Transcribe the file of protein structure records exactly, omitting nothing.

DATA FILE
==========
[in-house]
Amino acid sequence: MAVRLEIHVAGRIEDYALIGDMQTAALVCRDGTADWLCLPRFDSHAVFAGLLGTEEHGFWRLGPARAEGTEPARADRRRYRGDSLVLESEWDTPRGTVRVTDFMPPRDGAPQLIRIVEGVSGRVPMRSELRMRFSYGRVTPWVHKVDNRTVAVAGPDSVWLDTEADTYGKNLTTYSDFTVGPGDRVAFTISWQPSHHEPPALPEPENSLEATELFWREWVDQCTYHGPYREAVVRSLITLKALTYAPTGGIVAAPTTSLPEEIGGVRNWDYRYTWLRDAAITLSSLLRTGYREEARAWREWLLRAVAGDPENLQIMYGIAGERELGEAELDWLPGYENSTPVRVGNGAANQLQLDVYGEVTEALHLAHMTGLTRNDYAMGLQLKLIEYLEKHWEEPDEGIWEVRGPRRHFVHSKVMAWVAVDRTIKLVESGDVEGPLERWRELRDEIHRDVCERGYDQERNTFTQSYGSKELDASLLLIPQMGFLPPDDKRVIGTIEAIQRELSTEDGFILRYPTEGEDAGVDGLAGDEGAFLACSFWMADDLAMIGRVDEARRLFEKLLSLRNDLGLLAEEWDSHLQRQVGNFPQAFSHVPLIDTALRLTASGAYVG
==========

[in-house]
Amino acid sequence: MAVRLEIHVAGRIEDYALIGDMQTAALVCRDGTADWLCLPRFDSHAVFAGLLGTEEHGFWRLGPARAEGTEPARADRRRYRGDSLVLESEWDTPRGTVRVTDFMPPRDGAPQLIRIVEGVSGRVPMRSELRMRFSYGRVTPWVHKVDNRTVAVAGPDSVWLDTEADTYGKNLTTYSDFTVGPGDRVAFTISWQPSHHEPPALPEPENSLEATELFWREWVDQCTYHGPYREAVVRSLITLKALTYAPTGGIVAAPTTSLPEEIGGVRNWDYRYTWLRDAAITLSSLLRTGYREEARAWREWLLRAVAGDPENLQIMYGIAGERELGEAELDWLPGYENSTPVRVGNGAANQLQLDVYGEVTEALHLAHMTGLTRNDYAMGLQLKLIEYLEKHWEEPDEGIWEVRGPRRHFVHSKVMAWVAVDRTIKLVESGDVEGPLERWRELRDEIHRDVCERGYDQERNTFTQSYGSKELDASLLLIPQMGFLPPDDKRVIGTIEAIQRELSTEDGFILRYPTEGEDAGVDGLAGDEGAFLACSFWMADDLAMIGRVDEARRLFEKLLSLRNDLGLLAEEWDSHLQRQVGNFPQAFSHVPLIDTALRLTASGAYVG